In the Saturday Times magazine of the 18th January I read the column by Caitlin Moran, as I usually do. I like her irreverent somewhat sideways take on life. It makes you smile, but also it makes you think. In this particular column she starts with the Chinese Jade Rabbit mission and moves on to other projects of space exploration. Essentially she argues that we have enough problems to solve here on earth. That it’s too soon to be running away. That we shouldn’t be looking at planet earth as some sort of rehearsal for life elsewhere and therefore it’s alright to make a mess of it. Now there’s more to her argument than that and if you can read it I suggest you do, as I said it makes you think.
As a science fiction writer, as you might expect, whist I sympathise with the sentiment, I disagree with the conclusion. I’m not saying we shouldn’t do everything we can to maintain planet earth in a state fit for the coming generations. But as human beings we’ve always looked beyond our current horizon and wondered. Surely all science is driven by wondering, exploring. I love the fact that everyone outside Africa can trace their DNA ancestry back to a small groups (even perhaps one female) that left Africa some 90,000 – 130,000 years ago. I know, part of the reason will have been looking for new territory, food etc. But I also like to think that they left, at least partly, because they wanted to see what was out there, what was over the next hill, over the water. That desire to explore is key to what makes us so successful as a species. I know that space exploration is incredibly expensive and there is always an argument that the money could be better spent here on earth. And why take the risk and added expense of sending people, send machines. But what price inspiring the next generation, what price can you put on curiosity. Surely we will be much poorer as a race if we do not indulge something that is so much a part of us.
The Danes took their long boats to Greenland, Columbus took his ship to America, Cook sailed to Australia and New Zealand. They all knew they were taking a huge risk, there was no certainty about the journey or what they might find. But they went anyway, to discover, to find out. So why stop there? ‘Space the final frontier’ and all that. Why baulk at this potentially last great hurdle? The Apollo astronauts didn’t. They went to the moon with less computing power than a Sinclair ZX81 (for those that can remember that far back). Again they knew the risks, but it didn’t stop them. Sending machines ahead of us is fine, but as humans we want to see it for ourselves, touch it, experience it. So I believe we should and will ‘boldly go’ where no man has gone before. And, when we look back we’ll realise all the more how beautiful our home world is and perhaps that might make us look after it a little better.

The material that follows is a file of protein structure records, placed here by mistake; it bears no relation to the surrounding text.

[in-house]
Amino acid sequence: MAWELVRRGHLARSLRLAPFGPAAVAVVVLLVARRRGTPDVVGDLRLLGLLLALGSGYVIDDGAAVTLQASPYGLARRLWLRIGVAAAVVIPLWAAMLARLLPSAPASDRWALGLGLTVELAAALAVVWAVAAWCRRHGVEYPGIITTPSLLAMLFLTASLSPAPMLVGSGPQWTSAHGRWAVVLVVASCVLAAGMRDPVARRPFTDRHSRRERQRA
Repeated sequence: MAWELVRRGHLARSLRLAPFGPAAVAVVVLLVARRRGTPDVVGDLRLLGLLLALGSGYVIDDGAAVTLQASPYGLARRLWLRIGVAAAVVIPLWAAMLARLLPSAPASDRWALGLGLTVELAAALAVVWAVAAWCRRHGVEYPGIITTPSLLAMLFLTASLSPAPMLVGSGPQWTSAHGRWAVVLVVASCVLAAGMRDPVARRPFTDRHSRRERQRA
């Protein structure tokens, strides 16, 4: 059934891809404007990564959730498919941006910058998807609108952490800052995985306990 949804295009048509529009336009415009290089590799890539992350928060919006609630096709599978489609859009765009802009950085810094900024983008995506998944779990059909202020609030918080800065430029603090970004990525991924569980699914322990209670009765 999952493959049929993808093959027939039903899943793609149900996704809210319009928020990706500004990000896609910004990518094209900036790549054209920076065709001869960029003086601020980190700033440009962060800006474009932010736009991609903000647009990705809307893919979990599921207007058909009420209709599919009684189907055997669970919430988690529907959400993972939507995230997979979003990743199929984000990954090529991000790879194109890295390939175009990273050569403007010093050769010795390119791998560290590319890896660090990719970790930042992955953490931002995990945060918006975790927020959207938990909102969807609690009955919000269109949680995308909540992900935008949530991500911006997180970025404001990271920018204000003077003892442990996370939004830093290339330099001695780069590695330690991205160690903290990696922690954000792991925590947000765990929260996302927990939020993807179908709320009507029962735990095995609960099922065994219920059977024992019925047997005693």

As a science fiction writer I see it as part of my job to imagine what that future might be like. And as story tellers have always done perhaps we’ll help spark the imagination of individuals who will want to see for themselves the wonders that lie beyond our own limited horizons. I’m certain we’ll continue to push the boundaries and explore as far as our technology and abilities will allow, as we have always done. The barrier that is the speed of light will be seen as a challenge to be overcome and we will set out for those distant stars. And as those early explorers travelling to distant lands did, we will return with fantastic tales that will encourage others to follow and settle. Eventually such travel will become common place and then, as human beings, we will look for the next challenge.
Agree? disagree? please comment, share your ideas.